On shipping software
I learned at an early age the importance of shipping software.
My first software award
It was 1982, I was barely a teenager, and I was at a computer fair where young geeks from all over Delaware were competing in a programming contest.
We were paired up at random with other geeks. (Early extreme programming?) Our mission: to write a BASIC program that sorted an array of strings.
Each pair had a computer to work on—we were in a room full of Apple II Plus's (or perhaps Apple IIes). We had a time limit, something like two hours.
I discovered quickly that my co-geek didn’t actually know much about programming, so I just kind of talked to him as I wrote the program.
We faced a big decision right at the start. Should we use the slower, but easier to implement, bubble sort algorithm? My comrade just kind of shrugged and agreed. I laid it on the line: if we do it this way, I said, we won’t win, because it’s too simple. It won’t impress the judges. But at least we won’t be embarrassed: we’ll have a working program.
So I wrote a little program that wasn’t fast but that actually worked to sort an array of strings. After we were finished, I told my Dad I wanted to go home, since there was no way we were going to win. So we left.
But—you can see it coming—we did win. Someone else from my school accepted the award on my behalf. I still have it.
Lesson? Shipping is important.
It’s kind of like what Woody Allen said, “90% of life is just showing up.” Software is the same: it has to “show up” first. If it doesn’t ship, it doesn’t exist.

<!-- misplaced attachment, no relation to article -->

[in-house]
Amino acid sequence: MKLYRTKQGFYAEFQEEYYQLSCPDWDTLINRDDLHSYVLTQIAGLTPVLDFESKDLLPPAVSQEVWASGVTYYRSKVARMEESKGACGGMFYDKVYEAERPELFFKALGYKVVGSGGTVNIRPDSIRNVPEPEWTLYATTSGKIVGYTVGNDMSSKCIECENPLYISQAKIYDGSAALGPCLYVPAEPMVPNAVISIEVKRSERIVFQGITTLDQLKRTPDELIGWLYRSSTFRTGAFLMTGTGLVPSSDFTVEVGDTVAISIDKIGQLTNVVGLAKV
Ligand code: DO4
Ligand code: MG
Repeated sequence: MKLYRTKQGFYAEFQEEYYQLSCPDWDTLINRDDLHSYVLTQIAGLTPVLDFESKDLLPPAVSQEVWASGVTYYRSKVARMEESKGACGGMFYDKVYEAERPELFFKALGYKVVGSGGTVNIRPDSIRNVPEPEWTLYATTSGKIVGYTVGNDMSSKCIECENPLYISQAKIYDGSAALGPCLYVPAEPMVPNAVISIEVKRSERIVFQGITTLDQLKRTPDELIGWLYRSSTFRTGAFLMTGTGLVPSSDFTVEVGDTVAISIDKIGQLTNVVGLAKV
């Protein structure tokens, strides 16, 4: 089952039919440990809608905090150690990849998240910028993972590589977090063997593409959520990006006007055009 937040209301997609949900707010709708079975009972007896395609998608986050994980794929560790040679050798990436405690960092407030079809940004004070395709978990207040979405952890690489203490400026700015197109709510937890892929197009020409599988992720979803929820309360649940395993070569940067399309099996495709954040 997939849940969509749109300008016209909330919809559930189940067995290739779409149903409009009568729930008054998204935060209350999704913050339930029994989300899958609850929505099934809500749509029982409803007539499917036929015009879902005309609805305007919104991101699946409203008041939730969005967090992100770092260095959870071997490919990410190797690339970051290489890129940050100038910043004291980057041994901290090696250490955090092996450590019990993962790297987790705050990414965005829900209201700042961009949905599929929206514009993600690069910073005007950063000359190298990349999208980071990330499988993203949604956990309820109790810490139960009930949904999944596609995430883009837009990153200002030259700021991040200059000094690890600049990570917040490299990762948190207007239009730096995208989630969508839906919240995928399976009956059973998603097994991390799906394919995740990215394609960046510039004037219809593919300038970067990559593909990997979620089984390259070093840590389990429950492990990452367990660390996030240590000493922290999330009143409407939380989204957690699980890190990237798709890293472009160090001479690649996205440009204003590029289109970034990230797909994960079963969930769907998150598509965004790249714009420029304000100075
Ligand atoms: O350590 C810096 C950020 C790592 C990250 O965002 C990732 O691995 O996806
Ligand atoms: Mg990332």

I bring this up because I hear from people and read on weblogs about software that’s pretty cool but that never gets done. It doesn’t make it out into the world. And I often wish I could transfer some kind of magical shipping-energy over to the developer.
I don’t know why these projects, some of them in quite advanced stages, don’t ship. I know what I do: I myself don’t even conceive of not shipping. Once I have committed to a piece of software, I just keep going.
The brick wall of shipping
I actually picture in my head a weird little scene. I see a big field of grass with a line drawn in it, like a line on a football field. And then I picture a giant brick wall moving forward slowly but steadily toward that line. The line is the shipping mark, and the brick wall is the software. Nothing can stop that wall.
Part of shipping is attention to detail. It can get boring, tracking down and finding all the million little things. (Unless you’re a software developer, you may have no idea how much of software development is just about all the little details. It’s housekeeping. It can be overwhelming if you’re not used to it.)
Another part of shipping is making hard decisions. When do you stop? How do you know if a feature can wait until a later release? How do you know which bugs you can live with and which are deal-stoppers?
And another part of shipping is anxiety. What if there’s a terrible bug that doesn’t appear, despite all the testing, until right after it’s released? What if you made the wrong decisions about bug x and feature y?
What you do is just do the best you can—and when you make mistakes, you deal with them the best you can. You get better at shipping software every time you do it. Experience is your teacher.
Going back to my experience at that computer fair in 1982... I learned another important lesson. It’s not just that shipping is important—I also learned that I could trust myself to look at my resources and the amount of time available and the goal and make a good call. I learned I could trust my judgment. That doesn’t mean I don’t make mistakes—I have and I will. But I think this self-trust is important to shipping software.
(An important point though is that self-trust doesn’t mean don’t listen to other people. The opposite is true. You want as much feedback as possible. The buck stops with you, though.)